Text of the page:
Did you get taken in by any of the April fools flying around the web on the weekend? What about Virgin’s?
Okay, I admit it, he got me – April Fool. One of my favourite business people Sir Richard Branson announced that due to the uncertainty over currency fluctuations for vacationers he was launching his own currency within Virgin Holidays. Of course the launch was the morning of April 1st!
What made it such a good April fool trick was that given his personal brand this actually could be the kind of stunt he would do! Also it displayed the kind of humour that is also part of his brand. He certainly got me! I doubt he upset anyone with this joke.
This is key to communicating your personal brand. When you are thinking of doing something to get your message noticed consider the following 5 things;
1. Relevance – is it right for your industry and vocation?
You have to be mindful of what is appropriate. In the role you perform will this be viewed as right or a little too out there? Are your peers going to view this as embarrassing to them? If your industry is conservative , something too extreme will certainly be frowned upon.
2. Resonance – does your target audience see easily how it makes sense to them and their brand?
Consider the message you are setting and how it sits in to the bigger goals and messages of all parties involved. Is it going to add value to the experience and conversation?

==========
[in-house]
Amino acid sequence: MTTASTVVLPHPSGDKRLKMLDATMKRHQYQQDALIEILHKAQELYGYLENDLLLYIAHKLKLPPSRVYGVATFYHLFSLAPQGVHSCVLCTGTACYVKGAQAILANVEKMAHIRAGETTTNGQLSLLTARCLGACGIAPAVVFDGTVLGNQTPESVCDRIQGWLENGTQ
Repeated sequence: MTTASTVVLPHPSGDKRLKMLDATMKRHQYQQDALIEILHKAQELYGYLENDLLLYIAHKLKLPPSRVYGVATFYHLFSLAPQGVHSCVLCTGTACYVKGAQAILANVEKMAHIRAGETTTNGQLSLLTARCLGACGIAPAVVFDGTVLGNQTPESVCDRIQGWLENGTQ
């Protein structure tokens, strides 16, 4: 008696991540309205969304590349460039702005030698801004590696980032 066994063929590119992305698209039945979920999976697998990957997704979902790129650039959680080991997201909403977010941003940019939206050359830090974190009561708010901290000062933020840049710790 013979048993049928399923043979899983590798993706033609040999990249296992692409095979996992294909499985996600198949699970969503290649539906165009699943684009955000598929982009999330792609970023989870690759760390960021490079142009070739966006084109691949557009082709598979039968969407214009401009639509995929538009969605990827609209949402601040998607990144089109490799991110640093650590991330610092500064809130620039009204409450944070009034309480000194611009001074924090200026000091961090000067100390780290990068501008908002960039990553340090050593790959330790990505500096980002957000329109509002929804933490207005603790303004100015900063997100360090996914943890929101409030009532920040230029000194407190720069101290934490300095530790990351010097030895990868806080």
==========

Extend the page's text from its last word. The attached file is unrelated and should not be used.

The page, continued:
3. Relation – is everyone able to see the connection to you – easily?
Usually many people are not being completely true to who they are at work. We all hold back. But if humour is a brand attribute you have and want to communicate and you go from no jokes to a 5 minute stand up routine that might be too much of a leap for people to accept initially.
4. Remarkability – does it stand out, will it get noticed?
It does need to be enough though to get noticed AND remembered. You want people to be commenting on it later and relating it straight back to you in a positive way.
5. Real – is it a true reflection of who you are?
Stay authentic and true to you, it will feel more natural and come across that way. If you try too hard it comes across that way and usually fails.
Paul Copcutt first aligned with personal branding after reading Tom Peters ‘Brand You 50’ in 1997. Now a sought after speaker and media resource he has been featured by Forbes, Reuters, the Wall Street Journal and Elle. He works on leadership brands with executives, managers and teams for leading Fortune 500 corporations.